Anyone who enjoys engaging in the fantasy “My kid could have a lot more money some day than I do!” should read Make Your Kid A Millionaire – 11 Easy Ways Anyone Can Secure A Child’s Financial Future, by Kevin McKinley.
I know I engage in that fantasy, which is why I took pains, and some pleasure, to teach my eight year old about purchasing her first public shares in a company, and then about compounding returns with her allowance.
McKinley’s book builds on the following, true, premise: kids and parents of young children rarely have much money. But the advantage they do have actually trumps money: They have time.
Time is the key ingredient to successfully exploiting the magic of compound interest. Enough time, plus a compounding return, makes anyone a millionaire.
And while we parents of young children generally feel unable to set aside savings on a monthly basis, McKinley rightly points out that we really could do it, if we decided to prioritize a little bit of savings over a little bit of luxury.
Painful, Powerful Prioritization Process
On the issue of eeking out savings to put away for our children, I appreciate his suggested step called the “Painful, Powerful Prioritization Process,” which is to fill out a monthly budget and then for each item in the non-priority column say out-loud to yourself “Spending $143 per month on my cell phone is more important to me than sending my child to college.” Or “having my nails done professionally means more to me than making my child financially independent.”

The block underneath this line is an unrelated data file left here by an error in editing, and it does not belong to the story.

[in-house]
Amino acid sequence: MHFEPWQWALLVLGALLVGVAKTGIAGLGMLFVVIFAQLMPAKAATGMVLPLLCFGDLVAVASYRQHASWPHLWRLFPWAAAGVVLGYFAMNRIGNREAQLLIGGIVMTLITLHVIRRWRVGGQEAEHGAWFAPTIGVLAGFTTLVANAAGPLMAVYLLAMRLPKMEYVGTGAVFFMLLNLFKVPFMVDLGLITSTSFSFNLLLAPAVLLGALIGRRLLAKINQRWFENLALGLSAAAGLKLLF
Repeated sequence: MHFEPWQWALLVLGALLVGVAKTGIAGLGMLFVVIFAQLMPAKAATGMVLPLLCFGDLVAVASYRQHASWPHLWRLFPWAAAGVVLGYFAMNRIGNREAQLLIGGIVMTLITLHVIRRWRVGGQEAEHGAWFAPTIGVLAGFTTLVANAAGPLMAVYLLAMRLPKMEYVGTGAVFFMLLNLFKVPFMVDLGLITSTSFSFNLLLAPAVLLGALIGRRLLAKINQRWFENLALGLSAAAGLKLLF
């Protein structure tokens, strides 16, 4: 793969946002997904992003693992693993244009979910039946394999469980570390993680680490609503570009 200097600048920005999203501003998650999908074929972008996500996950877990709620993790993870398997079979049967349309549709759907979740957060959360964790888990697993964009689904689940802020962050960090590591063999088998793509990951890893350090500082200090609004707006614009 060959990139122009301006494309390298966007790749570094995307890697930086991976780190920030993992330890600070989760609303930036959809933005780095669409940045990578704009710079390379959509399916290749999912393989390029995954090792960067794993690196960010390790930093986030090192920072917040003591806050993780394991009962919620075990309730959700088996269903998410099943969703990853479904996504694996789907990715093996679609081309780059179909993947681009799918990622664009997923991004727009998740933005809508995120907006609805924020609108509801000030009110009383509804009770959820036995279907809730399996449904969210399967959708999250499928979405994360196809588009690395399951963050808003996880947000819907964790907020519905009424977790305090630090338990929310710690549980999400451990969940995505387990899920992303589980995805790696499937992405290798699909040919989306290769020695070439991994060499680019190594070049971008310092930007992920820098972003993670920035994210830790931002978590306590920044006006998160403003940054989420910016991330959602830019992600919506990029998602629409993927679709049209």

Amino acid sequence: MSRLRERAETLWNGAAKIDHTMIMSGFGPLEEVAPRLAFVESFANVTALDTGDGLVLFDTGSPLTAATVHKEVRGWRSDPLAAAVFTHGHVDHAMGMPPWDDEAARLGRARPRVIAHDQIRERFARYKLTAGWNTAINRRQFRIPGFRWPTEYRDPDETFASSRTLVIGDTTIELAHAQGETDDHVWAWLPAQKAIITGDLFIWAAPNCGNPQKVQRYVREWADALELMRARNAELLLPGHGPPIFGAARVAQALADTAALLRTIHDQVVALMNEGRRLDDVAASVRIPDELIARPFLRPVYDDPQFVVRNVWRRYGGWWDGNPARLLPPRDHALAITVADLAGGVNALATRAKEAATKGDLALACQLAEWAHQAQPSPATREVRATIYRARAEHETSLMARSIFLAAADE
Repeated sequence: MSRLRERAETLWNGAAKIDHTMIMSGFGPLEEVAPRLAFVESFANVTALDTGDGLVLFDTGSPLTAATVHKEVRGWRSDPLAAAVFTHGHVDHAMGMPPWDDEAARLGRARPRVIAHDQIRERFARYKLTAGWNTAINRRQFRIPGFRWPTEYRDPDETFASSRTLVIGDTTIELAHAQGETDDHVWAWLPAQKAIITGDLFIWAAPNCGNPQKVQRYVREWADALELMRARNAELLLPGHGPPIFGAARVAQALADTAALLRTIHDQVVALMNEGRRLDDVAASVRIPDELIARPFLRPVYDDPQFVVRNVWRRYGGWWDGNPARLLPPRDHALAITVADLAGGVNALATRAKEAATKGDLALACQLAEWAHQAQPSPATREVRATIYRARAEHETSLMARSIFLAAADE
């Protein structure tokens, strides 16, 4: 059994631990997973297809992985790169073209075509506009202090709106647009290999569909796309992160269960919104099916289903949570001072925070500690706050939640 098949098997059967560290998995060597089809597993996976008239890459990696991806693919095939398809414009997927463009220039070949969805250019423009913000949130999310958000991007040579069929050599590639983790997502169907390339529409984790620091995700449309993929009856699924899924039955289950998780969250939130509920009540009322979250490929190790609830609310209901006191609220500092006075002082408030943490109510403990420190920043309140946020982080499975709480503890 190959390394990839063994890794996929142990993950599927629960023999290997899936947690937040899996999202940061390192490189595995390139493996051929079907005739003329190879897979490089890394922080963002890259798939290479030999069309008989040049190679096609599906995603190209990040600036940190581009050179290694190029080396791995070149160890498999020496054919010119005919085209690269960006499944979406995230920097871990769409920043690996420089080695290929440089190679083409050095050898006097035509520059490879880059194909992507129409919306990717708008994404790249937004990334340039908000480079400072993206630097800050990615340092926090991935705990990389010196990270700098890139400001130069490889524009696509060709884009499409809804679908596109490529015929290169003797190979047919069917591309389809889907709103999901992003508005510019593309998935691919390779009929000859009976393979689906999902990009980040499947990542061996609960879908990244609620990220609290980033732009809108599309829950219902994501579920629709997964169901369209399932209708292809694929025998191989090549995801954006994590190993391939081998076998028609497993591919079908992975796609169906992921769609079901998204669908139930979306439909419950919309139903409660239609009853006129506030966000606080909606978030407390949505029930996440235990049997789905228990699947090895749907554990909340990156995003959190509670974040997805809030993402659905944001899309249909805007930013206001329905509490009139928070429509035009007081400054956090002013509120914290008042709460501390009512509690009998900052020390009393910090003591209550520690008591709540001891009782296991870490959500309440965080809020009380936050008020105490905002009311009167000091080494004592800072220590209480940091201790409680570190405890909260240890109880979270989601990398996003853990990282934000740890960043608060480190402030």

As someone in complete agreement with McKinley’s premise, naturally I enjoy this book. A few of his specific techniques deserve special mention.
I’ve written about this before, but the topic deserves repeating. The inter-generational tax-free wealth machine you can create simply and cheaply with the Roth IRA is almost too good. As McKinley writes, and I wholeheartedly agree:
I can’t emphasize strongly enough how potent an investment tool the Roth IRA is. There is virtually no other investment vehicle that is as flexible, available, and convenient, and that offers the potential for growth over the long term without incurring federal taxation!
Creating retirement accounts for minors
McKinley employed his infant daughter as a ‘model’ for marketing and promotional materials for his book, and he includes a picture of her in the introduction. He paid his daughter $2,000 for her trouble, giving her earned income that year.
Fortunately his infant daughter did not have the ability to blow her $2,000 in earnings on upmarket juice boxes and Ermenegildo Zegna cashmere-silk blend snuggly blankets, so McKinley opened up a $2,000 Roth IRA for his daughter.
As McKinley points out, many parents of small children have the opportunity to employ our children, pay them a “fair” wage, and then shepherd those annual earnings into a retirement account. 
Once our kids are teenagers, and have the ability to earn money outside of the house babysitting or doing chores for neighbors, those earning too can be funneled into a retirement account. Did seventeen year-old Johnny already blow his summer restaurant dishwasher job’s paycheck on frivolous things? It’s not illegal, if you as a parent have the extra money, to fully fund Johnny’s IRA that year, up to the amount of his earnings.
Because these retirement accounts created for our children may grow unimpeded for 50 years or so, until their retirement, the power of compound interest really helps.
One summer’s $5,000 in dishwashing earnings, growing for 50 years at 7% annual rate, becomes $147,285. That’s not millionaire status for one summer’s work in a smelly kitchen, but it ain’t nothin’ neither.